One of the ongoing themes in You’re The Worst is that Jimmy and Gretchen are constantly playing the role of adults because they aren’t quite sure how to just be an adult. In “Crevasses,” this is shown through Gretchen’s inability to simply buy things.
We’re at the point in every cohabitation storyline when Gretchen and Jimmy disagree about space, belongings, and semantics (“my” house, not “our” house, etc.). Jimmy notes that Gretchen doesn’t have any of her own personal belongings (or any normal adult belongings) so she’s still using Jimmy’s toothbrush and spitting in martini glasses. In return, Gretchen brings up the relevant fact that Jimmy hasn’t exactly made her feel wholly welcome there because he’s yet to really allow her to have her own space — her three trash bags of stuff are piled in one corner.
The solution, then, is to go on a mall trip (mall trip! One of my favorite television plots!) where Edgar and Lindsay can hang in a sports bar as he lusts over her and she lusts over beefy dudes, where Jimmy can find some sort of Walden-like inspiration to help his writing, and where Gretchen can venture out and go shopping (and where we can get a perfect montage of Gretchen/Jimmy being the worst, and therefore the best, while in the mall).
Jimmy’s plot, while good, is the most forgettable of the bunch though I do love that we get another quick moment in which one of our lead characters unknowingly ruins someone’s life — this time it’s a security guard who mistakenly believes he and Jimmy are going to write the novelization of a movie. Edgar and Lindsay’s plot is a lot of fun, particularly because of their individual performances. What I like most about it is that You’re The Worst is building their friendship and possible-eventual-relationship slowly.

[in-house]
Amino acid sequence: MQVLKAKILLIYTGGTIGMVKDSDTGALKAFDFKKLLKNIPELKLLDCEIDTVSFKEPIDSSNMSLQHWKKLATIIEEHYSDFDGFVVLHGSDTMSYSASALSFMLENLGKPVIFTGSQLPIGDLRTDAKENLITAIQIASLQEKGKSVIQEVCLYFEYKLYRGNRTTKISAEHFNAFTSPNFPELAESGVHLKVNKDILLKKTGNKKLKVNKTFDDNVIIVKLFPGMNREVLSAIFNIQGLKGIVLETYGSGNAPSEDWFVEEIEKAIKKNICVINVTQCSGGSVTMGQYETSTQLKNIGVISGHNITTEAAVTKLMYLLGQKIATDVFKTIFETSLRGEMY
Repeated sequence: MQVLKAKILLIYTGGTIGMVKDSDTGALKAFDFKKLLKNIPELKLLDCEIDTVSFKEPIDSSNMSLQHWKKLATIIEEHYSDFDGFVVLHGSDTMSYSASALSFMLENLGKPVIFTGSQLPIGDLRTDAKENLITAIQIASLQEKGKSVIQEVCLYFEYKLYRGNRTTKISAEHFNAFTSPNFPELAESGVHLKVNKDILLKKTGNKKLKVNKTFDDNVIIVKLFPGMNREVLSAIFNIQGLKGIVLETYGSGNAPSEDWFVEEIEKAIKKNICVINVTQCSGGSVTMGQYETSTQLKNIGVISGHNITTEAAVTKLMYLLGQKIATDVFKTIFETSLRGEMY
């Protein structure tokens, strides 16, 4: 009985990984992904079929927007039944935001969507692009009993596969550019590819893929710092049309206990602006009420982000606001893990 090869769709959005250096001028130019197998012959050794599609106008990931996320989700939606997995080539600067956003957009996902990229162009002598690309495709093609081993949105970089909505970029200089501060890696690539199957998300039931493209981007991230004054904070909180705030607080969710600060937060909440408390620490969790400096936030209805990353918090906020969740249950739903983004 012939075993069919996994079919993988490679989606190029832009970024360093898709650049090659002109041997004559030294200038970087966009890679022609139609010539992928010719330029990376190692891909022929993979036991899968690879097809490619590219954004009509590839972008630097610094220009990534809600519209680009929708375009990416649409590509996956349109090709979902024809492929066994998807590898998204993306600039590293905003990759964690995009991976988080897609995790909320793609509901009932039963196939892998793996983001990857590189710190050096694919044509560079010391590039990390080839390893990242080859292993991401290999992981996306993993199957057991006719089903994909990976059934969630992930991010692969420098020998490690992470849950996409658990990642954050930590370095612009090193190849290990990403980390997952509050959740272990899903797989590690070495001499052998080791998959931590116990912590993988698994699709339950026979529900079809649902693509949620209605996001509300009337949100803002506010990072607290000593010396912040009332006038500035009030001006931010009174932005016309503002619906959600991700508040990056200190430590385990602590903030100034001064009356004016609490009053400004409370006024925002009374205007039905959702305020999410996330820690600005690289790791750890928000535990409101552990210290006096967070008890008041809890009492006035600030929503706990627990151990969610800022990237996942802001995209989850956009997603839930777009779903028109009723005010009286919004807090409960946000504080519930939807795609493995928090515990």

The series is showing us how they play off each other, the benefits to their friendship, the mismatched personalities (and levels of interest), and the ways in which this couple both can and can’t work. The hints — Lindsay’s sudden realization that Edgar will do anything for her, Edgar’s eagerness to please but also his frustration, their casual friendship that is layered with complications, and their interests in other people — are all great to watch. It’s also a wonderful juxtaposition between Gretchen and Jimmy, who immediately hooked up first and then decided to see if they work well together.
Anyway, that leaves Gretchen with the best arc of the night. She can’t buy things — she doesn’t know what to get, or how, or why she really even needs to. In one of my favorite jokes — second only to Cash’s perfect delivery of “irresponsible monster who burned down her apartment with her vibrator” — the employee at a home store gives Gretchen one of those college freshman checklists, effectively boiling Gretchen down to a lost teen who is living on her own for the first time — one of the first steps into adulthood. For a bit, Gretchen seems to do OK and even seems to be enjoying the shopping but when blindsided by a question about storage, she freaks out yet again and bolts from the store, unable to commit to adulthood because she’s equal parts confused and scared.
But You’re The Worst is about these baby steps to adulthood, and how Gretchen and Jimmy are helping each other bring out the more positive aspects of their personalities even when the series hinges on promoting the worst aspects. It’s about how each character is pushing each other along, even when they both have no idea what the hell they’re doing. They fake it, and they’ll get it eventually. Jimmy makes an effort to build Gretchen a night table; Gretchen moves her clothes out of trash bags and into Jimmy’s dresser. If nothing else, it’s a start.